In the E&R sector, the programme of work has the potential for taxable profits to be transferred from producing countries to destination markets. This is problematic insofar as the industry often operates in developing countries that have reasonable expectations of obtaining relevant amounts of tax from the exploration of their finite natural resources.

Therefore, it is important for there to be an effective tax dispute resolution mechanism through mandatory arbitration to avoid double taxation.

Is an exemption for the E&R sector possible?

Some observers have wondered if the programme of work is really expected to apply to the E&R sector, and have assumed that some form of exemption will be adopted. This matter is addressed by the programme, which states that the design of scoping limitations may be appropriate to guide the application of the new taxing rights and that due consideration will be given to the sale of certain items such as "commodities and other primary products".

The OECD programme offers no specific guidance as to whether an exemption may be agreed to by the Inclusive Framework, but it is an action the industry likely would welcome.

The way forward

The E&R sector could be significantly affected by the expansion of new taxing rights, and it could potentially be affected by double taxation if global coordination is not reached at the conclusion of this OECD/G20 project.

Further, the sector's specific characteristics arguably warrant a more detailed discussion of the applicability of the proposals, considering the dynamic between producing and market countries, the reduced link between value creation and market intangibles in the sale of commodities, and the need to manage the connection between any new taxing rights and existing upstream taxation regimes. This is an area for all industry participants to watch closely.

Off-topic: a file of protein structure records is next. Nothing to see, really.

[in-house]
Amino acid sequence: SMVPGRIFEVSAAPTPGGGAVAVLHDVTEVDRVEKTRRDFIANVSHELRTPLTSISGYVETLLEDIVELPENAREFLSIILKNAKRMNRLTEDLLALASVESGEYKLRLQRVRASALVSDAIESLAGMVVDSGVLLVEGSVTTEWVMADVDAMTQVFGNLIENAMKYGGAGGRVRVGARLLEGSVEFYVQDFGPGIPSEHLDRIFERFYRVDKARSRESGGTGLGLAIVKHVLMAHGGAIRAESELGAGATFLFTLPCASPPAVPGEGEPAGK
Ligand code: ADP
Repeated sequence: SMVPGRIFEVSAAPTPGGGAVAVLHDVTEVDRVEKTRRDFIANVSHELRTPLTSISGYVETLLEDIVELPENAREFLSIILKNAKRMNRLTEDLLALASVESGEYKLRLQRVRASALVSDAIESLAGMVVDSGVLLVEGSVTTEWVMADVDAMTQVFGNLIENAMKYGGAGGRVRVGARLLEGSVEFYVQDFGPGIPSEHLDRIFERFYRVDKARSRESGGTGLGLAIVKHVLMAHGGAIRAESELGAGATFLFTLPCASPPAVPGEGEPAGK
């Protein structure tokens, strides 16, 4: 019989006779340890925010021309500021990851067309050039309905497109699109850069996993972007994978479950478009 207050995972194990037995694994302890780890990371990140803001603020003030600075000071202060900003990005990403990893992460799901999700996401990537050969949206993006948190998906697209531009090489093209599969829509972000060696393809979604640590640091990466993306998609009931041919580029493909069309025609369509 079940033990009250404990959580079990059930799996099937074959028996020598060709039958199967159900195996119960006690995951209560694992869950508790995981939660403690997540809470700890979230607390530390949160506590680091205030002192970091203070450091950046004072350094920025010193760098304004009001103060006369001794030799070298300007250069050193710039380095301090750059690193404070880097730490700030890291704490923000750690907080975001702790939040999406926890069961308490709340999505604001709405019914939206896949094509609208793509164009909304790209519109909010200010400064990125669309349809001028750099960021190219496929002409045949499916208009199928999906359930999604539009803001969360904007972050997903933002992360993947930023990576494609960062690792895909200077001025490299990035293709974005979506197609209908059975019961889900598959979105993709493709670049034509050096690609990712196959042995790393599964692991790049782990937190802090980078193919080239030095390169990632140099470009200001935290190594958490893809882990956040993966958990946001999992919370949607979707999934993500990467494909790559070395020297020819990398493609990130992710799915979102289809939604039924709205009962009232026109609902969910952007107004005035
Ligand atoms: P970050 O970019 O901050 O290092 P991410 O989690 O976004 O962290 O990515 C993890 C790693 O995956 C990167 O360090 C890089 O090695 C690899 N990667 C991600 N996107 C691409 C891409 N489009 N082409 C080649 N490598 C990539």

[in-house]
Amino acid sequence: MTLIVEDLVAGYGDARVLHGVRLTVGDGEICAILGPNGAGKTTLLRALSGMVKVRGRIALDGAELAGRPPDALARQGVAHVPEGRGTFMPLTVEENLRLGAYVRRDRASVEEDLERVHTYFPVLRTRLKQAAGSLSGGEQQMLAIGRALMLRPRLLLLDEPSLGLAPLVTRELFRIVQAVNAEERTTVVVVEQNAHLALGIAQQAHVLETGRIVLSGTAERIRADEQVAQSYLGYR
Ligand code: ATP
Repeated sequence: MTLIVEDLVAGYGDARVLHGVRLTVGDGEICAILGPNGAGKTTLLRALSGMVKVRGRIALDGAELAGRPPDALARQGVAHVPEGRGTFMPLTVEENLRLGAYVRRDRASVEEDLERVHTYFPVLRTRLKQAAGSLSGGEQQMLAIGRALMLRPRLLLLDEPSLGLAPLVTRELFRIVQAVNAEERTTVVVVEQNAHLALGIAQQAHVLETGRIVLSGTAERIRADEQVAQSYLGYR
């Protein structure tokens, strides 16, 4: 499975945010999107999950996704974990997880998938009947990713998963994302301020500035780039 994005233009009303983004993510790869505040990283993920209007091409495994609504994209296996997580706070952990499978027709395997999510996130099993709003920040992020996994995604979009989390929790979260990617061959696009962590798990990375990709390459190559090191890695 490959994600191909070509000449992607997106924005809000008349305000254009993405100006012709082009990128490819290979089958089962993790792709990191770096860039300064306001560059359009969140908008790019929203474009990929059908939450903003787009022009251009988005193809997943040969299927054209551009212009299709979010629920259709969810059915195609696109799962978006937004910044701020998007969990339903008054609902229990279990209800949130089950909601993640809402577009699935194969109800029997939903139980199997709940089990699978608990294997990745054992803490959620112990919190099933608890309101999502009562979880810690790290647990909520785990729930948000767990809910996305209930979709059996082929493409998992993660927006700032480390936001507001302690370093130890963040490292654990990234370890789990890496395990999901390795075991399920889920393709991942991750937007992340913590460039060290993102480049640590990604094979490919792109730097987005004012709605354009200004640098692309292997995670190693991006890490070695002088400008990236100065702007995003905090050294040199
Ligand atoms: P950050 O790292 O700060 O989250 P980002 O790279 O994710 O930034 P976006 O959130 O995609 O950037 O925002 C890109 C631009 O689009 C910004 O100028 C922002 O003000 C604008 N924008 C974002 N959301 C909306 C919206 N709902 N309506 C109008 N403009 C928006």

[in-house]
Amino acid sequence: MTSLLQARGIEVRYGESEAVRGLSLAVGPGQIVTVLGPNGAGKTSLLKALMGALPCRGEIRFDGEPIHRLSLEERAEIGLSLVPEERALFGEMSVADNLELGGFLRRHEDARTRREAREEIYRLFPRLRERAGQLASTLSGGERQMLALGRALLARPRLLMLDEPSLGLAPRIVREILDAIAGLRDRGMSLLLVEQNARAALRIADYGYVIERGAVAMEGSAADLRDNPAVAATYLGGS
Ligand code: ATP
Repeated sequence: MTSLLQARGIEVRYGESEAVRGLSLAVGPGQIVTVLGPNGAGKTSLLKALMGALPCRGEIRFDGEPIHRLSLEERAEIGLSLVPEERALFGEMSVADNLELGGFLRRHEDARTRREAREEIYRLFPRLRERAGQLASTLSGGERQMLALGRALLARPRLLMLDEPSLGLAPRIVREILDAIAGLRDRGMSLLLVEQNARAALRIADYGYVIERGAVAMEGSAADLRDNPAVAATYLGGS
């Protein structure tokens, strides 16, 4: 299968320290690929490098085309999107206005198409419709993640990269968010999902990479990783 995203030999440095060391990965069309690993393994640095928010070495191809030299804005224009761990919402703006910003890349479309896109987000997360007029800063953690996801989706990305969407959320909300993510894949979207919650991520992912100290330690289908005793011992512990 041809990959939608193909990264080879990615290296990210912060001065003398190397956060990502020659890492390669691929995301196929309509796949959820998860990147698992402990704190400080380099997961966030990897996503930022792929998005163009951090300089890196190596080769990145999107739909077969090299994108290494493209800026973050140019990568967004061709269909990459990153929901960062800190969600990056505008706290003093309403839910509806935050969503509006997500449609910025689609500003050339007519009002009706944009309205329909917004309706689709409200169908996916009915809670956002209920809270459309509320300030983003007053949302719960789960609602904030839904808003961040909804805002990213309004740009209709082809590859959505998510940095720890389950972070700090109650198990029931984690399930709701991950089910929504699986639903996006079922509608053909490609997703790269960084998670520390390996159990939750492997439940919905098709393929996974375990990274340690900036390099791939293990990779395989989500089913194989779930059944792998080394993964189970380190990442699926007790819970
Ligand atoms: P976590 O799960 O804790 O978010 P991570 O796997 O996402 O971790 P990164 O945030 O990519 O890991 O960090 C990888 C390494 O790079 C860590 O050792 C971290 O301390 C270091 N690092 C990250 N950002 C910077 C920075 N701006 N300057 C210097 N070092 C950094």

Aengus Barry



Deloitte UK

T: +44 20 7007 4331


Aengus Barry joined Deloitte UK's TP team 16 years ago. Since joining, Aengus has spent a significant portion of his career assisting clients in the energy and resources industry. He has particular experience in complex energy and resources pricing projects. He has used risk pricing statistical techniques to support the marketing margins retained by mining groups and has worked on one of our most difficult diversionary LNG cargo pricing assignments.

Aengus has experience delivering a broad range of TP services, from documentation and compliance reports to IP planning and debt pricing projects. He has worked on a number of advance pricing agreements (APAs) and has built experience of wider international tax issues through participation in several tax structuring projects.

Aengus holds bachelor's and master's degrees in economics. He is a CFA charter holder and was awarded the ATT qualification.

Sérgio Moreno


Associate director

Deloitte UK

T: +44 20 7007 2575


Sérgio Moreno is an associate director of Deloitte's TP team based in London. Sérgio has specialised in transfer pricing since he joined Deloitte Portugal in 2008.

He has worked on numerous TP projects for clients based in several jurisdictions (Portugal, Angola, Cape Verde and the UK) and his professional experience has been focused on helping groups devise optimised TP policies; restructure intragroup transactions between related entities; review internal pricing procedures and operational controls; and prepare transfer pricing documentation on a global scale.

Sérgio has also assisted companies in advance pricing agreement (APA) negotiations, TP disputes and debt pricing and structuring projects. He has worked with a range of clients across a number of sectors and has experience working with companies in the energy and resources sector.

Sérgio has a bachelor's degree and a master's in management.

© 2019. For information, contact Deloitte Touche Tohmatsu Limited.

This communication contains general information only, and none of Deloitte Touche Tohmatsu Limited, its member firms or their related entities (collectively, the ‘Deloitte network’) is, by means of this communication, rendering professional advice or services. Before making any decision or taking any action that may affect your finances or your business, you should consult a qualified professional adviser. No entity in the Deloitte network shall be responsible for any loss whatsoever sustained by any person who relies on this communication.